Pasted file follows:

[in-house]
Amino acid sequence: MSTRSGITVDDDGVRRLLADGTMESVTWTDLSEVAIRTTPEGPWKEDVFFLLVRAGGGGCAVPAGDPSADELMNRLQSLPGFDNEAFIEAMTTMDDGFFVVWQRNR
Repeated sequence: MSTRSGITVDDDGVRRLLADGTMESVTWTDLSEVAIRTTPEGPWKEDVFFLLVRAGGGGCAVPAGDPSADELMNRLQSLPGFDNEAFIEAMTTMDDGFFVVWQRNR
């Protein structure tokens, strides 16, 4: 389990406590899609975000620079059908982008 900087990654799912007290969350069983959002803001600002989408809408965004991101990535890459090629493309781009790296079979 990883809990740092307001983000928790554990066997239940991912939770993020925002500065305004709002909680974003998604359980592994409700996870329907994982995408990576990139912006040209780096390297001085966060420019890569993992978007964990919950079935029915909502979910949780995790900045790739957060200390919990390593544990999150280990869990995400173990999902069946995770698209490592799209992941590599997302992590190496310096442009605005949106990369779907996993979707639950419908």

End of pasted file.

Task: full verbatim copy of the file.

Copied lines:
[in-house]
Amino acid sequence: MSTRSGITVDDDGVRRLLADGTMESVTWTDLSEVAIRTTPEGPWKEDVFFLLVRAGGGGCAVPAGDPSADELMNRLQSLPGFDNEAFIEAMTTMDDGFFVVWQRNR
Repeated sequence: MSTRSGITVDDDGVRRLLADGTMESVTWTDLSEVAIRTTPEGPWKEDVFFLLVRAGGGGCAVPAGDPSADELMNRLQSLPGFDNEAFIEAMTTMDDGFFVVWQRNR
């Protein structure tokens, strides 16, 4: 389990406590899609975000620079059908982008 900087990654799912007290969350069983959002803001600002989408809408965004991101990535890459090629493309781009790296079979 990883809990740092307001983000928790554990066997239940991912939770993020925002500065305004709002909680974003998604359980592994409700996870329907994982995408990576990139912006040209780096390297001085966060420019890569993992978007964990919950079935029915909502979910949780995790900045790739957060200390919990390593544990999150280990869990995400173990999902069946995770698209490592799209992941590599997302992590190496310096442009605005949106990369779907996993979707639950419908």